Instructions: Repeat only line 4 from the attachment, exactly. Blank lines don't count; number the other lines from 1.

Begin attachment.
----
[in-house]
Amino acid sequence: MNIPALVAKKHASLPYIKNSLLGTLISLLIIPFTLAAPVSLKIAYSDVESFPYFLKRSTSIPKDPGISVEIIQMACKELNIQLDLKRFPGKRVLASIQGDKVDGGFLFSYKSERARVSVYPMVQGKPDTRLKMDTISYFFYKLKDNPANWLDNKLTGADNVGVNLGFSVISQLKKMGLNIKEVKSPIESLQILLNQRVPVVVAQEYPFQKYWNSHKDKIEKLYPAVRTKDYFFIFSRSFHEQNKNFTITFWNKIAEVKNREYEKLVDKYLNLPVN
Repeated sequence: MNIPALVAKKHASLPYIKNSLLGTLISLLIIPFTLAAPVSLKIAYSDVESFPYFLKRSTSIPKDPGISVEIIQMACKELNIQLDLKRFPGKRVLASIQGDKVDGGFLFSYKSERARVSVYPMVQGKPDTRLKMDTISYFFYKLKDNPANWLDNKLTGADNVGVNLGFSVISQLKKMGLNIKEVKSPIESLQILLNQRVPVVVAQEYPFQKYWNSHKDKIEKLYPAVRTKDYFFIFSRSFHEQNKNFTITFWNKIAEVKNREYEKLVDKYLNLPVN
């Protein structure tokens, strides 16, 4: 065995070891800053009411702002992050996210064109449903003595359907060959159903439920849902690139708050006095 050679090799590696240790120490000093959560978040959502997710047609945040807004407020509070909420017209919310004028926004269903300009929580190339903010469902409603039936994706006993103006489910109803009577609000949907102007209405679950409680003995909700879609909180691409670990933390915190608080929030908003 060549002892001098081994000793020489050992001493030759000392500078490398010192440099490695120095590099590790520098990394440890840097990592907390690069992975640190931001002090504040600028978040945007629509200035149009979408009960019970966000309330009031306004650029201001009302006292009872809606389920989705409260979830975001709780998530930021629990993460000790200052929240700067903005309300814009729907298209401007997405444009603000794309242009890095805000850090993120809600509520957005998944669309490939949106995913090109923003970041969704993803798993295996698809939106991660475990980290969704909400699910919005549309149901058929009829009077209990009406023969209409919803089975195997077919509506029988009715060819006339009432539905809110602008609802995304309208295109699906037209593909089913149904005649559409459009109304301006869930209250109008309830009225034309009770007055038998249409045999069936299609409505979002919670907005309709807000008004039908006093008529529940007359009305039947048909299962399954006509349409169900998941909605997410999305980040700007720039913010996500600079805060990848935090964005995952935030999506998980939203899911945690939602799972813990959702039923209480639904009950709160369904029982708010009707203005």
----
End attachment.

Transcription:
């Protein structure tokens, strides 16, 4: 065995070891800053009411702002992050996210064109449903003595359907060959159903439920849902690139708050006095 050679090799590696240790120490000093959560978040959502997710047609945040807004407020509070909420017209919310004028926004269903300009929580190339903010469902409603039936994706006993103006489910109803009577609000949907102007209405679950409680003995909700879609909180691409670990933390915190608080929030908003 060549002892001098081994000793020489050992001493030759000392500078490398010192440099490695120095590099590790520098990394440890840097990592907390690069992975640190931001002090504040600028978040945007629509200035149009979408009960019970966000309330009031306004650029201001009302006292009872809606389920989705409260979830975001709780998530930021629990993460000790200052929240700067903005309300814009729907298209401007997405444009603000794309242009890095805000850090993120809600509520957005998944669309490939949106995913090109923003970041969704993803798993295996698809939106991660475990980290969704909400699910919005549309149901058929009829009077209990009406023969209409919803089975195997077919509506029988009715060819006339009432539905809110602008609802995304309208295109699906037209593909089913149904005649559409459009109304301006869930209250109008309830009225034309009770007055038998249409045999069936299609409505979002919670907005309709807000008004039908006093008529529940007359009305039947048909299962399954006509349409169900998941909605997410999305980040700007720039913010996500600079805060990848935090964005995952935030999506998980939203899911945690939602799972813990959702039923209480639904009950709160369904029982708010009707203005």